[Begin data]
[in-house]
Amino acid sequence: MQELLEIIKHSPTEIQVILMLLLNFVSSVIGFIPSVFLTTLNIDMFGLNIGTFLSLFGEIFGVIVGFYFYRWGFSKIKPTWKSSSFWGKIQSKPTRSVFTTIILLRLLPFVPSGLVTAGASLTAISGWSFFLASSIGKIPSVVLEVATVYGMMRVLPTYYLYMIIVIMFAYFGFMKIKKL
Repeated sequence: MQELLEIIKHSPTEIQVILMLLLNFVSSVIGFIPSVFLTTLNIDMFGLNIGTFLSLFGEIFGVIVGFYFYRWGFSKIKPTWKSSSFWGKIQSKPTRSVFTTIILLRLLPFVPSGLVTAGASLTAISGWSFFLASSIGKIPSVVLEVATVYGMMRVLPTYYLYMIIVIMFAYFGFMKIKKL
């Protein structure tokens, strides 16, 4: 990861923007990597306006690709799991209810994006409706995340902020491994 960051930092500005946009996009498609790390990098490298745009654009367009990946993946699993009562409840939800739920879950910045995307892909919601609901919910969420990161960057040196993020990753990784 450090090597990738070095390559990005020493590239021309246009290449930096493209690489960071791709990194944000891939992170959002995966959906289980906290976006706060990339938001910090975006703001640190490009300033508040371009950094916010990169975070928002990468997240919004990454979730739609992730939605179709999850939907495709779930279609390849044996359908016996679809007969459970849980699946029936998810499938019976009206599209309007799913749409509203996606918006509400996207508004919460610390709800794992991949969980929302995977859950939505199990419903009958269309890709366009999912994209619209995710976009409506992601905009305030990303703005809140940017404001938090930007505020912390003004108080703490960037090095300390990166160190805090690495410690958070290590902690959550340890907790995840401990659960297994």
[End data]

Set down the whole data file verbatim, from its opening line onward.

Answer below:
[in-house]
Amino acid sequence: MQELLEIIKHSPTEIQVILMLLLNFVSSVIGFIPSVFLTTLNIDMFGLNIGTFLSLFGEIFGVIVGFYFYRWGFSKIKPTWKSSSFWGKIQSKPTRSVFTTIILLRLLPFVPSGLVTAGASLTAISGWSFFLASSIGKIPSVVLEVATVYGMMRVLPTYYLYMIIVIMFAYFGFMKIKKL
Repeated sequence: MQELLEIIKHSPTEIQVILMLLLNFVSSVIGFIPSVFLTTLNIDMFGLNIGTFLSLFGEIFGVIVGFYFYRWGFSKIKPTWKSSSFWGKIQSKPTRSVFTTIILLRLLPFVPSGLVTAGASLTAISGWSFFLASSIGKIPSVVLEVATVYGMMRVLPTYYLYMIIVIMFAYFGFMKIKKL
């Protein structure tokens, strides 16, 4: 990861923007990597306006690709799991209810994006409706995340902020491994 960051930092500005946009996009498609790390990098490298745009654009367009990946993946699993009562409840939800739920879950910045995307892909919601609901919910969420990161960057040196993020990753990784 450090090597990738070095390559990005020493590239021309246009290449930096493209690489960071791709990194944000891939992170959002995966959906289980906290976006706060990339938001910090975006703001640190490009300033508040371009950094916010990169975070928002990468997240919004990454979730739609992730939605179709999850939907495709779930279609390849044996359908016996679809007969459970849980699946029936998810499938019976009206599209309007799913749409509203996606918006509400996207508004919460610390709800794992991949969980929302995977859950939505199990419903009958269309890709366009999912994209619209995710976009409506992601905009305030990303703005809140940017404001938090930007505020912390003004108080703490960037090095300390990166160190805090690495410690958070290590902690959550340890907790995840401990659960297994």